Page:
Natural-Gas ‘Pipe Dream’ Won’t Cut Glut Weighing on U.S. Price
Published: Feb 10, 2010
By Joe Carroll
Feb. 10 (Bloomberg) -- U.S. natural-gas production is unexpectedly rising even as energy companies halt drilling at the fastest pace in more than two decades because newly found fields are gushing more fuel than previous discoveries.
The price of gas, the worst-performing U.S. energy futures contract of 2009, is on the verge of further declines when colder-than-normal weather and blizzards that have propped up demand from Chicago to Baltimore come to an end, said Porter Bennett, chief executive officer of Bentek Energy LLC, which tracks North American gas output and shipments.
Figures compiled by regulators in Texas and Wyoming, the biggest U.S. gas sources, are overstating the drain on supply from rigs idled by producers such as Chevron Corp. in response to low prices last year, said Corey Rhoden of HPDI LLC, an Austin, Texas, firm that monitors state-by-state gas output. Executives at Chesapeake Energy Corp. and hedge-fund manager Moncrief Willingham Energy Advisers LP last week cited state- level data in predicting an impending supply crunch.
“A massive collapse in the gas supply is a pipe dream,” said Subash Chandra, a managing director who follows the energy industry at Jefferies & Co. in New York. “Everything we can measure is telling us that gas production is not falling.”
U.S. wells pumped 60.577 billion cubic feet of gas a day in November, the highest for that month since 1973, the Energy Department said in a Jan. 29 report. The figure represented a 208 million-cubic-foot daily gain from October, or enough to supply more than one-third of the households in Pennsylvania.
Production has continued to rise despite last year’s 44 percent decline in the number of rigs drilling for gas in the U.S., the steepest drop since at least 1988, according to figures compiled by Baker Hughes Inc. The Energy Department is scheduled to disclose December gas output on Feb. 26.
“Prices are lining up to tank,” Bennett said in an interview from Bentek’s headquarters in Evergreen, Colorado.
Bennett correctly predicted November gas output would be higher than October and September after the conclusion of pipeline repairs and freezing weather that forced some wells to temporarily shut.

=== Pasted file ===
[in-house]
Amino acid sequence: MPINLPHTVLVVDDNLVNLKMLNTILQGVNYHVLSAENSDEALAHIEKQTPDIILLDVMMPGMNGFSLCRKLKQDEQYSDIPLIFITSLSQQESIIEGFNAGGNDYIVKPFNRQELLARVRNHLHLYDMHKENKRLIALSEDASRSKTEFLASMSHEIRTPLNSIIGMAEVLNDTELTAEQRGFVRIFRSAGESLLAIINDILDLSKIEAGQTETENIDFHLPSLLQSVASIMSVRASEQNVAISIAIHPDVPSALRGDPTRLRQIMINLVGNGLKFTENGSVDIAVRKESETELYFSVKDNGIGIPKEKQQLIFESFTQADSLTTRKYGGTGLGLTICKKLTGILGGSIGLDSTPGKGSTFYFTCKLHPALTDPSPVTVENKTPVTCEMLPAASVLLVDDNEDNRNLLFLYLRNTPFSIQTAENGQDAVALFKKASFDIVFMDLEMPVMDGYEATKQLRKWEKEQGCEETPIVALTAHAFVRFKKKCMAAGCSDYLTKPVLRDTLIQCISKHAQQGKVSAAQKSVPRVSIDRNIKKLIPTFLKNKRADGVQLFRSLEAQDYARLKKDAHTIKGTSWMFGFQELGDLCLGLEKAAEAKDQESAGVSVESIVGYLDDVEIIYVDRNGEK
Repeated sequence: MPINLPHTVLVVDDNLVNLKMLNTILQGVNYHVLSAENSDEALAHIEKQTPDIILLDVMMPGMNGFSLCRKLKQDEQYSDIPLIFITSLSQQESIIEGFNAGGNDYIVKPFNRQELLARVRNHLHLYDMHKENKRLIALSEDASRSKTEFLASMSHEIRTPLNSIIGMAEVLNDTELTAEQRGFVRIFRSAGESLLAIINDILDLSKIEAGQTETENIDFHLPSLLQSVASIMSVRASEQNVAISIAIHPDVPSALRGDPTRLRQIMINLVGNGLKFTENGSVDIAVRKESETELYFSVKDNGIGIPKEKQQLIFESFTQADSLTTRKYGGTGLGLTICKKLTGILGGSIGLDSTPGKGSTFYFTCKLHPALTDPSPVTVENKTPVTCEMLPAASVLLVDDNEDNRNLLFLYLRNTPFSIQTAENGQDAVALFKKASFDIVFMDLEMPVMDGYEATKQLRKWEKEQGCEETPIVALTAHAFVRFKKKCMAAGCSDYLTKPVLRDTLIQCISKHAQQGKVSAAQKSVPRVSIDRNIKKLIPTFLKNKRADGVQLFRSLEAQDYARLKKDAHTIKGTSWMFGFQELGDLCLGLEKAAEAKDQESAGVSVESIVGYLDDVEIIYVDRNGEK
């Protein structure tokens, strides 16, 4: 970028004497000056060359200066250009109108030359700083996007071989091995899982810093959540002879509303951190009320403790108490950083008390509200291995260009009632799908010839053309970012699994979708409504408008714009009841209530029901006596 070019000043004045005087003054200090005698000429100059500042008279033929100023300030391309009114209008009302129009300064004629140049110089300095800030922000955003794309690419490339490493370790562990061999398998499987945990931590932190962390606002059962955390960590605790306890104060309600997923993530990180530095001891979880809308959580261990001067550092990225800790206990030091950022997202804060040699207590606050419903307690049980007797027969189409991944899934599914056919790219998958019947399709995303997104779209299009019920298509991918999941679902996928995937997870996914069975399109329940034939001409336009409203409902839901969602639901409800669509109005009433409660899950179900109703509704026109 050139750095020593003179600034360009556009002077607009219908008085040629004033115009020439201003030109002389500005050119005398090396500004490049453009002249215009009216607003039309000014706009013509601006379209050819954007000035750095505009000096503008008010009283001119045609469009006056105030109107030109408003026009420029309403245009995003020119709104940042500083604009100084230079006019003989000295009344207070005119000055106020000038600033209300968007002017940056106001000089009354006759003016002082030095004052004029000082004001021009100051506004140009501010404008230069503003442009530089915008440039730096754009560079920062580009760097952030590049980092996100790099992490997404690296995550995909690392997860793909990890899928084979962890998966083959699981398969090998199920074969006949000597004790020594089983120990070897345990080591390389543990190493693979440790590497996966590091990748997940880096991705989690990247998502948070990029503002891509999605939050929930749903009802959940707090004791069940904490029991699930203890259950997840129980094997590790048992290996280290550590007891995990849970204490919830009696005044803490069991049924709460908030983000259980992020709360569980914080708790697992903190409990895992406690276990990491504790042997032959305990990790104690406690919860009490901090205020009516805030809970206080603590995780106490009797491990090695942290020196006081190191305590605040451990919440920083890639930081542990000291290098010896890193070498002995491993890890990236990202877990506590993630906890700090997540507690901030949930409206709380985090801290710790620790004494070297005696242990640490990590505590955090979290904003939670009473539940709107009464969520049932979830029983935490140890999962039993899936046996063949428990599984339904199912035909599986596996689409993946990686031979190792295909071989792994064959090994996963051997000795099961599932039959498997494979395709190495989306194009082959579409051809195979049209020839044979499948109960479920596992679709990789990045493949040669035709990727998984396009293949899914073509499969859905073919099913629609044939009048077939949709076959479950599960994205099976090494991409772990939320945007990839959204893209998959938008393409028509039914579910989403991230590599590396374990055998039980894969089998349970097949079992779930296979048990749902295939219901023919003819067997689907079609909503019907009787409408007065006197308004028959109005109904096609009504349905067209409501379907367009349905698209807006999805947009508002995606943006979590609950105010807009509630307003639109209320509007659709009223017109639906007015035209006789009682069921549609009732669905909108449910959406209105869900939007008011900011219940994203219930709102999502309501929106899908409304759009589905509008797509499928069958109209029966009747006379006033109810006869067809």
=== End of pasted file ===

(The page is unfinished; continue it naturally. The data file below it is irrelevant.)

The best that gas bulls can hope for is an extended period of cold weather that whittles away at gas held in underground storage caverns and aquifers, Bennett said. In that case, gas may trade for $5 to $6 per million British thermal units through the U.S. spring and summer. Otherwise, the supply glut will rise and prices will tumble, he said.
The production trend described in federal reports has drawn criticism from energy executives such as Chesapeake Senior Vice President Jeffrey Mobley and Moncrief Willingham co-founder B.J. Willingham, who said last week that the state-level data probably is more accurate.
State regulators have more at stake because of their dependence on energy taxes and royalties linked to gas volumes, Willingham said in a Feb. 2 interview in Houston.
In Texas, which accounts for 30 percent of U.S. domestic gas, the state’s Railroad Commission pegged November’s output decline at 16 percent from a year earlier, more than twice the 6.6 reduction tracked by the Energy Department in Washington.
For Wyoming, the No. 2 gas state, the Oil and Gas Conservation Commission said output rose 1.5 percent, less than the 4.2 percent increase described in last month’s federal report. Wyoming pumps 11 percent of the nation’s domestic gas.
HPDI’s Rhoden said state-level collection and distribution of gas-production data often lags actual output by several months, depending on the jurisdiction. In Texas, it can take 18 months after the start of production at a well before the Railroad Commission assigns it a tracking number and begins including that gas in overall output figures, he said.
No ‘Nose Dive’
“We’re still gaining production even though prices went to nightmare levels for the producers last year,” said Tom Doll, supervisor of Wyoming’s oil and gas commission and former manager of Williams Cos.’ gas wells in the state. “Production hasn’t taken a nose dive like I thought it would.”
Willingham, whose HedgEnergy fund returned 37 percent to investors in 2009 for its best year on record, estimates gas will reach or exceed $6.50 per million British thermal units before the end of the Northern Hemisphere winter. That would represent a 21 percent premium to yesterday’s closing price of $5.29 on the New York Mercantile Exchange.
Mobley, who oversees Oklahoma City-based Chesapeake’s research and investor-relations units, told investors on a Feb. 4 conference call that he expects the Energy Department to revise its output number lower in subsequent reports.
“I think there is growing evidence that there are problems with the survey method in calculating supply,” said Mobley, a former Raymond James & Associates analyst. “Over time, you’d probably see their data revisable.”
Jefferies’ Chandra sees no reason to believe gas output has fallen off a cliff. The number of rigs drilling wells ceased to be a reliable indicator of supply years ago, he said.
“I’m kind of mystified that that’s being seriously discussed,” Chandra said. “The correlation between the rig count and gas production is iffy at best.”
To contact the reporter on this story: Joe Carroll in Chicago at firstname.lastname@example.org